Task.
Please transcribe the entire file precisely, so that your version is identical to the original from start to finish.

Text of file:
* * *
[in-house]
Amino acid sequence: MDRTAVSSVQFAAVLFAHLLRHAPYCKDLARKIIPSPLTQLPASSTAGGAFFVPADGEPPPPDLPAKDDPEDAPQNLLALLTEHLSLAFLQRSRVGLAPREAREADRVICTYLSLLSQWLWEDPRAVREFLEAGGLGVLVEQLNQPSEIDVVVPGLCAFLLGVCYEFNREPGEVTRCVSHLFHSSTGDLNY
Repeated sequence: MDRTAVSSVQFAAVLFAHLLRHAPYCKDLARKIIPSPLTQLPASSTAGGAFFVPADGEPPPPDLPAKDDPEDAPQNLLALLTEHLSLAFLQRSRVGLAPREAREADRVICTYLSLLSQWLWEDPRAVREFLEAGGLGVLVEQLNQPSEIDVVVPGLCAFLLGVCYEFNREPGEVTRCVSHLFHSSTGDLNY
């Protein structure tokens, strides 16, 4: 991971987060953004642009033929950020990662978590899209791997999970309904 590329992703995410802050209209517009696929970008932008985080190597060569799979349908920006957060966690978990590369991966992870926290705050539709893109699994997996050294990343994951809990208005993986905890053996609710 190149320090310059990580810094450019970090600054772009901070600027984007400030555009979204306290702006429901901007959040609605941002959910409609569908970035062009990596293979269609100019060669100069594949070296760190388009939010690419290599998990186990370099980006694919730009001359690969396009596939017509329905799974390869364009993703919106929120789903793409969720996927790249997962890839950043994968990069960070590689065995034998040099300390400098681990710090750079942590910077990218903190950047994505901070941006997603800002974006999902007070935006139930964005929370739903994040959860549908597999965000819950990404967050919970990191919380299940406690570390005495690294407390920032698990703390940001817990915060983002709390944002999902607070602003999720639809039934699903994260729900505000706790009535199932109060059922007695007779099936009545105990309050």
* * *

[in-house]
Amino acid sequence: MDRTAVSSVQFAAVLFAHLLRHAPYCKDLARKIIPSPLTQLPASSTAGGAFFVPADGEPPPPDLPAKDDPEDAPQNLLALLTEHLSLAFLQRSRVGLAPREAREADRVICTYLSLLSQWLWEDPRAVREFLEAGGLGVLVEQLNQPSEIDVVVPGLCAFLLGVCYEFNREPGEVTRCVSHLFHSSTGDLNY
Repeated sequence: MDRTAVSSVQFAAVLFAHLLRHAPYCKDLARKIIPSPLTQLPASSTAGGAFFVPADGEPPPPDLPAKDDPEDAPQNLLALLTEHLSLAFLQRSRVGLAPREAREADRVICTYLSLLSQWLWEDPRAVREFLEAGGLGVLVEQLNQPSEIDVVVPGLCAFLLGVCYEFNREPGEVTRCVSHLFHSSTGDLNY
């Protein structure tokens, strides 16, 4: 991971987060953004642009033929950020990662978590899209791997999970309904 590329992703995410802050209209517009696929970008932008985080190597060569799979349908920006957060966690978990590369991966992870926290705050539709893109699994997996050294990343994951809990208005993986905890053996609710 190149320090310059990580810094450019970090600054772009901070600027984007400030555009979204306290702006429901901007959040609605941002959910409609569908970035062009990596293979269609100019060669100069594949070296760190388009939010690419290599998990186990370099980006694919730009001359690969396009596939017509329905799974390869364009993703919106929120789903793409969720996927790249997962890839950043994968990069960070590689065995034998040099300390400098681990710090750079942590910077990218903190950047994505901070941006997603800002974006999902007070935006139930964005929370739903994040959860549908597999965000819950990404967050919970990191919380299940406690570390005495690294407390920032698990703390940001817990915060983002709390944002999902607070602003999720639809039934699903994260729900505000706790009535199932109060059922007695007779099936009545105990309050």